The question posed in a recent video from The Representation Project is a loaded one: What did it mean to "be a man" in 2015? On one hand, the limited scope of masculinity so often portrayed in media would have us believe that "being a man" in 2015 meant being powerful. It meant being rich and lucky and irresistible to women. But another perspective of masculinity this year — a kinder, more inclusive one — emerged and, in highlighting it, The Representation Project hopes to expand the idea of what it means to be a man.
The video is the fourth in an annual series of year-end round-ups aimed at combating harmful stereotypes and demanding better representation in the media and in our culture. If you're curious about how far we've come on that front in the last few years, I urge you to take a look at how the media failed women in 2013 and how the many accomplishments of women in 2014 were overshadowed by sexist representation. It's harrowing. But are the tides finally starting to turn? In 2015's end-of-year video, it's clear there's still much work to do if we want to overturn gender roles and their damaging effects on women and men; however, there's also hope.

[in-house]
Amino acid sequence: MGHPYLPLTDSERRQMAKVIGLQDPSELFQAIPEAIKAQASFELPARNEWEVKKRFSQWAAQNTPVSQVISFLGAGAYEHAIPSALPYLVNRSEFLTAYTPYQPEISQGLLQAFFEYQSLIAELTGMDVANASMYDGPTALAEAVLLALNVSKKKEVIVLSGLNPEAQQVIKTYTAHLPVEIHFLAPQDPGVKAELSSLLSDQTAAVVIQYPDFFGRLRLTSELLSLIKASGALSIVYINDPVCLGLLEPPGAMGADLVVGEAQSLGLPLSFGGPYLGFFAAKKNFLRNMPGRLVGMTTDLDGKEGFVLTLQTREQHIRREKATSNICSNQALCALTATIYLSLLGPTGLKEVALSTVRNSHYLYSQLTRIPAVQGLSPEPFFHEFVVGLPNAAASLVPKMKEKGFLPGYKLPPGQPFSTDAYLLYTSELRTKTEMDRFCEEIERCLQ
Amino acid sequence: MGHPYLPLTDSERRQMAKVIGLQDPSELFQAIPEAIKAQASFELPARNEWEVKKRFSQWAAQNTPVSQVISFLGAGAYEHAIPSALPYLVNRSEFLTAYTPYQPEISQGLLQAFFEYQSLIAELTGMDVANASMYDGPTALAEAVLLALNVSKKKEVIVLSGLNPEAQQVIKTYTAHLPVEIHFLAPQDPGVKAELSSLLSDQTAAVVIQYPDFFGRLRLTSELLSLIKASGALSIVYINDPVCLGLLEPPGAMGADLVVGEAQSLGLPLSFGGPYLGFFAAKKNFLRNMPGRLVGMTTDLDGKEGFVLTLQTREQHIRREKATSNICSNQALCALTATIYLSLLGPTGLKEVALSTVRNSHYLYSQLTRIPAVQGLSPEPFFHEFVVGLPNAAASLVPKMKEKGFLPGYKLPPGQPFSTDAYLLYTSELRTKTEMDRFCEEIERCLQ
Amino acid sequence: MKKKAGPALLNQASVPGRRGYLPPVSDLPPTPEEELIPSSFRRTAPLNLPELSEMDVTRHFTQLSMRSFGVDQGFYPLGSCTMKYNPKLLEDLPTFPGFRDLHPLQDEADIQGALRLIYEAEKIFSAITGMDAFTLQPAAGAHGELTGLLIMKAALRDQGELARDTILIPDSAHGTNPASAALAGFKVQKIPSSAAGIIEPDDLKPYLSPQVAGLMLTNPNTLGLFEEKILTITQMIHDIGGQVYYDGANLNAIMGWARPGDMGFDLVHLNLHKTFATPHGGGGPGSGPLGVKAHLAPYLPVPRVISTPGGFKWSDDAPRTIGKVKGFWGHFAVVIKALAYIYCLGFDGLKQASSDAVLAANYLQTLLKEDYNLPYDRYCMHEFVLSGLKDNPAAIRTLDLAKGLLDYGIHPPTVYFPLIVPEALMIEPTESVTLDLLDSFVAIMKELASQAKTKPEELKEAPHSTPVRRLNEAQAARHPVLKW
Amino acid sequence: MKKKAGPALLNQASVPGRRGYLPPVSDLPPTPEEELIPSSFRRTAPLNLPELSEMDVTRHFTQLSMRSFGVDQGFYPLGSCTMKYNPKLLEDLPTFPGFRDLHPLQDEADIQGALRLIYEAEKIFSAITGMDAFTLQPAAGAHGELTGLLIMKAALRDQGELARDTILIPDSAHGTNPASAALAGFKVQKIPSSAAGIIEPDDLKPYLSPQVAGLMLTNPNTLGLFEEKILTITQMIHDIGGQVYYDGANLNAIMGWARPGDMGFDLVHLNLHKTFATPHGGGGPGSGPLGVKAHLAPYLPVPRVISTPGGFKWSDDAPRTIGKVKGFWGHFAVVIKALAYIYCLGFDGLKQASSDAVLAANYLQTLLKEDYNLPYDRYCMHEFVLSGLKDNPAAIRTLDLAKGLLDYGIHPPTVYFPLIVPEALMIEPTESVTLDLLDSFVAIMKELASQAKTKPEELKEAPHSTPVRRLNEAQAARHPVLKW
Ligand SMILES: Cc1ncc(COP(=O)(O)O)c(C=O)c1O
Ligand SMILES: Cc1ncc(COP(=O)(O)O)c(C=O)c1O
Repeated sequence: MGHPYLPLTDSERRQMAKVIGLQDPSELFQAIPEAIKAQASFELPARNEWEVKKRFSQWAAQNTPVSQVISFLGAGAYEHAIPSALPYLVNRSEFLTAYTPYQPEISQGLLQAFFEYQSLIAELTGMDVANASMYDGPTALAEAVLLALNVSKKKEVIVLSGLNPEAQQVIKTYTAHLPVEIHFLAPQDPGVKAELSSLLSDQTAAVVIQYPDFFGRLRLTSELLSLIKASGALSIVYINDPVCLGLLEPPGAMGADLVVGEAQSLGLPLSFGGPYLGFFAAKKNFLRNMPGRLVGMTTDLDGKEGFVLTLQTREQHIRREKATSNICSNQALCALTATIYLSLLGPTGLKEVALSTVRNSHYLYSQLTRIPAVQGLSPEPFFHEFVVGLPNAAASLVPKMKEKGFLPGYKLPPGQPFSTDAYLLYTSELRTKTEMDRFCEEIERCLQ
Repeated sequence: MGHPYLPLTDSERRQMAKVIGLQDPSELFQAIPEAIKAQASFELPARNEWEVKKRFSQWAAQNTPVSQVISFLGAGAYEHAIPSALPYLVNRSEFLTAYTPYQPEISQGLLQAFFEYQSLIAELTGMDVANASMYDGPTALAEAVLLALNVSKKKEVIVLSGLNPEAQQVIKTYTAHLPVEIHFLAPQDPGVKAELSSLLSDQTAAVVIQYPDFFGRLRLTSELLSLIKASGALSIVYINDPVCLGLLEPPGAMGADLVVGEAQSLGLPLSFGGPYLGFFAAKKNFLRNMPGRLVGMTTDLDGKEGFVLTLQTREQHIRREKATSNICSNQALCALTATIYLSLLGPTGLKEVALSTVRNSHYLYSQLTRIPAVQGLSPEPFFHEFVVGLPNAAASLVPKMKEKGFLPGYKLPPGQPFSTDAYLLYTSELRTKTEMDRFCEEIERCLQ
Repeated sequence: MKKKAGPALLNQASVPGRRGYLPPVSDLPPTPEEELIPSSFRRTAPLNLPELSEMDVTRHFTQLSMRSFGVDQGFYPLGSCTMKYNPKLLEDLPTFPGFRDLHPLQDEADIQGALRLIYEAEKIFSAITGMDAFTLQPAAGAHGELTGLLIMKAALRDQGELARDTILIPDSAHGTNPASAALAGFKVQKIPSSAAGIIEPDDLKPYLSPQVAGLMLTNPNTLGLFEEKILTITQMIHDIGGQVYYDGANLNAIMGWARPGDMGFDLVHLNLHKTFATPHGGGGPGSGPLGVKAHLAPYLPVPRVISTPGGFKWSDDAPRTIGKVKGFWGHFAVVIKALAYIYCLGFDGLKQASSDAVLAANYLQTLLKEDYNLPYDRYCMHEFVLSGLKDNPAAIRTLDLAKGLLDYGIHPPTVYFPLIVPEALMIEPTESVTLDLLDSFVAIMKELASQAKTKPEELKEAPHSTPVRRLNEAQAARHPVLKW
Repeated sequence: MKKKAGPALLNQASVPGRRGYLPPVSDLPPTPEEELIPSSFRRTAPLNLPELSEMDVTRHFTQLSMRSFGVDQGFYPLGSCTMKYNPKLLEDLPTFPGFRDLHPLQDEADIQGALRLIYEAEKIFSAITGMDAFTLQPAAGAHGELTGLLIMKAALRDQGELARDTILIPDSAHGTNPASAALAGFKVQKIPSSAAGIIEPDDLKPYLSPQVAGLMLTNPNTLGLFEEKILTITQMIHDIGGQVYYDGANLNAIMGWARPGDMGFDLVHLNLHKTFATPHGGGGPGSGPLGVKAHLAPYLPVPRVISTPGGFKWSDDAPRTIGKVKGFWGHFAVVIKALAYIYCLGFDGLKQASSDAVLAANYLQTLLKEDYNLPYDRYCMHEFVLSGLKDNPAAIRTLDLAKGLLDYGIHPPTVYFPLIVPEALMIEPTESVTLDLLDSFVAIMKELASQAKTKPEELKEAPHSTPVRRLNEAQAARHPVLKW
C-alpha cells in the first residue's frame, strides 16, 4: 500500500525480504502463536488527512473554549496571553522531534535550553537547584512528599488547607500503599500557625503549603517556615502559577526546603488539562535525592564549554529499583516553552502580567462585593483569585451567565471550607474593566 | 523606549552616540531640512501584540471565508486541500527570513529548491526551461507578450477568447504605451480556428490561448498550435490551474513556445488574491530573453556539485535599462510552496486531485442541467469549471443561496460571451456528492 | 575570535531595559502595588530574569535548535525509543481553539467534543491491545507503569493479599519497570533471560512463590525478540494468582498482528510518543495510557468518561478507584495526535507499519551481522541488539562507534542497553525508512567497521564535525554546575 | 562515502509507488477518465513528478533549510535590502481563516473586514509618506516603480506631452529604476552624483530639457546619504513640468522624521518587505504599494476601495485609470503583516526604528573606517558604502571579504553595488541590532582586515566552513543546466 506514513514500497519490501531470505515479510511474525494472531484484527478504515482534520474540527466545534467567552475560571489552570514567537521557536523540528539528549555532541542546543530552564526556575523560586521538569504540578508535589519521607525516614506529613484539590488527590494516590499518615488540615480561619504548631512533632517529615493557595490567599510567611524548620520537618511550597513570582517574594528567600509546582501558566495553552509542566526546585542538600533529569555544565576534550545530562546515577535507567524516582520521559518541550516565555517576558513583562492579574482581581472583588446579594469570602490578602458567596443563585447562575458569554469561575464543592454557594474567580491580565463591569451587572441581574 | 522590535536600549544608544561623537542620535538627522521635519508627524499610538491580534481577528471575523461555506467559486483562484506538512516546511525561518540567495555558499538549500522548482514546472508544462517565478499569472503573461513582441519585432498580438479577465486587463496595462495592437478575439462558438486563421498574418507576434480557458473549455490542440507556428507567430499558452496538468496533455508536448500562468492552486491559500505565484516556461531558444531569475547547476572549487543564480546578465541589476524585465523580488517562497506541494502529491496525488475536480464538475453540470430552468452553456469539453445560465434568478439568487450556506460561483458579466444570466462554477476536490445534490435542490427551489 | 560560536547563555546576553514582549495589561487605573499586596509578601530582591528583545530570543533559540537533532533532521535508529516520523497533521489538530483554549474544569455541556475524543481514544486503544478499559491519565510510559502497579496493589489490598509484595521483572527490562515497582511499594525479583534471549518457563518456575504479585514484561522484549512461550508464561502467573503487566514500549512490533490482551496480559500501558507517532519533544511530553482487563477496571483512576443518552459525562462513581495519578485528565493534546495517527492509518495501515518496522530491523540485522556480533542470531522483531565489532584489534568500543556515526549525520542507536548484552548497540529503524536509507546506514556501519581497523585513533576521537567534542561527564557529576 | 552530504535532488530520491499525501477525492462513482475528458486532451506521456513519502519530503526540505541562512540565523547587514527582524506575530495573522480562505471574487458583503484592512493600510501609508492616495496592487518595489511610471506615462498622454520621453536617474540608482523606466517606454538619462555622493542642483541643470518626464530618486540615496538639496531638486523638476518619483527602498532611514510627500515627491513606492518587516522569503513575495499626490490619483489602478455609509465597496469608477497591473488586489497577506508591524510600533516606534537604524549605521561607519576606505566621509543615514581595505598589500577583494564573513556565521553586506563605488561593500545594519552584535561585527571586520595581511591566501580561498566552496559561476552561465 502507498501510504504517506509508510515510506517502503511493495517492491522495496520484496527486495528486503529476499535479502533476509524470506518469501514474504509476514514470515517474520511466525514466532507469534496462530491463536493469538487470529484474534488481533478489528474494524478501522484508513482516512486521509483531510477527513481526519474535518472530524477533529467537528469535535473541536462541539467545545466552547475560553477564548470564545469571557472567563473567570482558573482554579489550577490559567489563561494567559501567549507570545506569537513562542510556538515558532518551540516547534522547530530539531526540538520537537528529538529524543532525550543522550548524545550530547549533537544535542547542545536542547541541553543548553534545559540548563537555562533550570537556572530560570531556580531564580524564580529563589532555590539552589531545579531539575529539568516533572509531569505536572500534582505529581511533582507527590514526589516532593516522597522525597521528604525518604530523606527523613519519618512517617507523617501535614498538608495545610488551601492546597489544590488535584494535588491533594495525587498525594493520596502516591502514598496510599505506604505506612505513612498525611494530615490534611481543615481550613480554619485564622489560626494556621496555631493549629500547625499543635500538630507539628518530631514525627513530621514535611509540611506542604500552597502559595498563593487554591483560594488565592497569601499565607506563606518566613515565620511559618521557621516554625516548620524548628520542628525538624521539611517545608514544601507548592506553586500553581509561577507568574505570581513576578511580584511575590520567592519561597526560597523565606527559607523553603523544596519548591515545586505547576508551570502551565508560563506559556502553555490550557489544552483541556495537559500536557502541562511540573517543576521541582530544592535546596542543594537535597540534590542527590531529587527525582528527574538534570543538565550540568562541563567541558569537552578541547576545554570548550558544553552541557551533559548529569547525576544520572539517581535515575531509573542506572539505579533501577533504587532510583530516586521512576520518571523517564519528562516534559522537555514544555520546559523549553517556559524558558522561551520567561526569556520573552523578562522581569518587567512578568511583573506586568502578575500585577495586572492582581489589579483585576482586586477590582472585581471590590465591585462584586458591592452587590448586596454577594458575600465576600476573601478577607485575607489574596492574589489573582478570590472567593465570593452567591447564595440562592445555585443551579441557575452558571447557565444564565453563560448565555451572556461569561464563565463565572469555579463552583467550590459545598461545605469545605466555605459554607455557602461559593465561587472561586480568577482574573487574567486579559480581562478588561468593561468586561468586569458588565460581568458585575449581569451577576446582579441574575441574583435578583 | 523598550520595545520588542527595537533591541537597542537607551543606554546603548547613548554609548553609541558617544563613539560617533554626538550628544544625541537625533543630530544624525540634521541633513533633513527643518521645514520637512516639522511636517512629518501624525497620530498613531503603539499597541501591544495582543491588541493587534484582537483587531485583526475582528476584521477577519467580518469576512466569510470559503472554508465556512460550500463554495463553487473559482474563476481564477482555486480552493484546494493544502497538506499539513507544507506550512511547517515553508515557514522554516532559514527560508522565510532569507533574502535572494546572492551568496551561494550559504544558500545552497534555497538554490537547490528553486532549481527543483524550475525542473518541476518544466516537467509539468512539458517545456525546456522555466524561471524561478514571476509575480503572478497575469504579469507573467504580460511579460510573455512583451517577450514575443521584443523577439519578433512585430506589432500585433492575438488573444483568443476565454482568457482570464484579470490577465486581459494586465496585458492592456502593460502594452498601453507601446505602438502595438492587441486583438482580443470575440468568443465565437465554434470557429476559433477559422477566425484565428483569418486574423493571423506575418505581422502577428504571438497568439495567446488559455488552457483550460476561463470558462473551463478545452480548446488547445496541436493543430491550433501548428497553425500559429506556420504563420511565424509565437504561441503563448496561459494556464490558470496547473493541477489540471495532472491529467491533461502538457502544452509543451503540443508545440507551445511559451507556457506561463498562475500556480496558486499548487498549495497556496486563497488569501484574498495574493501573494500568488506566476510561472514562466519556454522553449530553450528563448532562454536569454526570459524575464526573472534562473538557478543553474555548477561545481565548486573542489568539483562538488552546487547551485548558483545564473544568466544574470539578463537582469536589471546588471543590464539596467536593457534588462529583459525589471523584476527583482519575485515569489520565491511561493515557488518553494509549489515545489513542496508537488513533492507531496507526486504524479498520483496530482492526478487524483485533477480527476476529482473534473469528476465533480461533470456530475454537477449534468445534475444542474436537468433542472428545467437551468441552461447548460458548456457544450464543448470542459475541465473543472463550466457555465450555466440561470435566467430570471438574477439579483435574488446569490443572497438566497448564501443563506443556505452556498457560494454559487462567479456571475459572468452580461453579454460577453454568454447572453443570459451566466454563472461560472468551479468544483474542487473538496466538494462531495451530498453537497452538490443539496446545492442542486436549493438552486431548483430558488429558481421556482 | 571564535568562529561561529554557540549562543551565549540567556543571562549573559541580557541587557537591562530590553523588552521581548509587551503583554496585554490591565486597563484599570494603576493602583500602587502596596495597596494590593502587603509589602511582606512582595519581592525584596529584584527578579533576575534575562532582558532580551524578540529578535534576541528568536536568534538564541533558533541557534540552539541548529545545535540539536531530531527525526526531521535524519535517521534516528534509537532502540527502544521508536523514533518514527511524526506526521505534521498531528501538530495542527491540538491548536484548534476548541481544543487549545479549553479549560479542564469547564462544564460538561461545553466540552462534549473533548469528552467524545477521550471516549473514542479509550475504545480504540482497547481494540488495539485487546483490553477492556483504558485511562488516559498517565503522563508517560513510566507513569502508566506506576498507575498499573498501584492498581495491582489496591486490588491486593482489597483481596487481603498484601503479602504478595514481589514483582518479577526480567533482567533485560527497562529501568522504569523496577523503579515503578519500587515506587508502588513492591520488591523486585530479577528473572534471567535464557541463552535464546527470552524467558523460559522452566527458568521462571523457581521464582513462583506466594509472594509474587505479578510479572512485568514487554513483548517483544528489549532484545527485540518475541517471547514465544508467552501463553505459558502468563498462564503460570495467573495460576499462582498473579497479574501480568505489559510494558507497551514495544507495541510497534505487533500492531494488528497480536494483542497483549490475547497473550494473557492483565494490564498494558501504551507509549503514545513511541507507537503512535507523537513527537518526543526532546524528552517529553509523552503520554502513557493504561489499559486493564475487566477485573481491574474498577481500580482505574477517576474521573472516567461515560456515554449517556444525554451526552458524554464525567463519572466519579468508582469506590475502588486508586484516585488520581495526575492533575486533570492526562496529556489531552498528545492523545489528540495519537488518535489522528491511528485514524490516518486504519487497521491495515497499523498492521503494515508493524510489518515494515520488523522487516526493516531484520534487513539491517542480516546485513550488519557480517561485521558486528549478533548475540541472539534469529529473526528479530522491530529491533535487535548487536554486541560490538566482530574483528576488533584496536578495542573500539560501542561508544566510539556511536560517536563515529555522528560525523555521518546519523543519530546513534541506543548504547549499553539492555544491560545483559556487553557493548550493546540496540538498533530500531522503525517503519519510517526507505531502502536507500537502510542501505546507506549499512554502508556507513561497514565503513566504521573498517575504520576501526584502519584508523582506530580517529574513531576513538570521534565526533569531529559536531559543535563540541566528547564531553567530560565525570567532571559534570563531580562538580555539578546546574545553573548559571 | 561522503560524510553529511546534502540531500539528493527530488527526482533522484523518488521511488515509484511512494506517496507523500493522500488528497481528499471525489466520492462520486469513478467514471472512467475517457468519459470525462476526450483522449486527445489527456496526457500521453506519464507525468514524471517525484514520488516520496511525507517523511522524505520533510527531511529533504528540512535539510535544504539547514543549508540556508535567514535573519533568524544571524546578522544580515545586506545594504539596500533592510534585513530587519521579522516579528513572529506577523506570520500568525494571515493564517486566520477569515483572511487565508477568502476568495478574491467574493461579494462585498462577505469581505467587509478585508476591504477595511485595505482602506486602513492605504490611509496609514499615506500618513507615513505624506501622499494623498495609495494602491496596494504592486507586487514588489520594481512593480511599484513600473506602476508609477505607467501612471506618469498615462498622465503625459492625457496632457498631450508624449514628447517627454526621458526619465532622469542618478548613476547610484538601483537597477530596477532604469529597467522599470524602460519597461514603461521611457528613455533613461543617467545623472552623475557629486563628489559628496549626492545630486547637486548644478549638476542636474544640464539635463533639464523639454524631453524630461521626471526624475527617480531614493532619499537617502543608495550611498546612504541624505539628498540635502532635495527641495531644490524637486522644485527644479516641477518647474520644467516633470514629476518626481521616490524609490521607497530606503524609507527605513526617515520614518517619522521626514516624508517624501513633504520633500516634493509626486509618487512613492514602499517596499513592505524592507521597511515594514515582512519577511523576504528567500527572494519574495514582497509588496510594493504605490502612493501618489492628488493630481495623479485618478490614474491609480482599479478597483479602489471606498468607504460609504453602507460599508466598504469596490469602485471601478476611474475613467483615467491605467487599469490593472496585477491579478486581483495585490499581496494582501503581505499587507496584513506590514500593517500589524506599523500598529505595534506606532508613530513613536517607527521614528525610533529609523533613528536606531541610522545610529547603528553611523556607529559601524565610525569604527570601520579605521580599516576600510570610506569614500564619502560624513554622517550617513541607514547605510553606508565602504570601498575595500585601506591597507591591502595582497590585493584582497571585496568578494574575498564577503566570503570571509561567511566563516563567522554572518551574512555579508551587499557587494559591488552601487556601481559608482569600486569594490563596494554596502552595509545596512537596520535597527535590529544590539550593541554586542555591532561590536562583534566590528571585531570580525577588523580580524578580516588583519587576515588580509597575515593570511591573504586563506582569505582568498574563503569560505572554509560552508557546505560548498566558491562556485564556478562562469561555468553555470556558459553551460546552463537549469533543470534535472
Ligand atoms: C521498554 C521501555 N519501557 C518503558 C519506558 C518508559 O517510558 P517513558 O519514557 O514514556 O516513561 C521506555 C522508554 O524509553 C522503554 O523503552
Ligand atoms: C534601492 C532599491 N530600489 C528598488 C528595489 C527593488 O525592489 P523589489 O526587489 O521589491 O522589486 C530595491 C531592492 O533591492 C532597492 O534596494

It's true that, in 2015, there was no shortage of hyper-masculine imagery and the implication that the ultimate status symbol is not in having certain things but in being one thing: a man. Ads, movies, and magazines depicting scantily clad and/or Photoshopped women encouraged men to objectify women; so, for that matter, did the denigrating voices of many public figures.
The video also shows, though, that there is hope on the horizon. Companies are beginning to celebrate the sensitive side of being a man.
And more men are using their voices for change, from Terry Bradshaw:
To Matt McGorry:
To Dwayne Johnson:
To Terry Crews:
Positive messages about masculinity are catching on. Are we where we need to be yet? No. The very fact that there this video exists serves as a reminder of that. But, with more men than ever speaking out on behalf of gender equality and identifying as feminists, we are making progress.
The video closes with a portion of President Obama's eulogy for Reverend Clementa Pinckney, who lost his life during the church shooting in Charleston earlier this year. After referring to Reverend Pinckney as a good man, President Obama says, "Sometimes I think that's the best thing one can hope for when eulogized — just to have someone say he was a good man." Not a strong man. Not a rich man. Not a powerful man. A good man. And that couldn't have been truer in the case of Reverend Pinckney. So here's hoping that in 2016, we continue to expand what it means to be a man and, in doing so, discover the inherent goodness in broadening our narrative about masculinity.
Check out the full video below: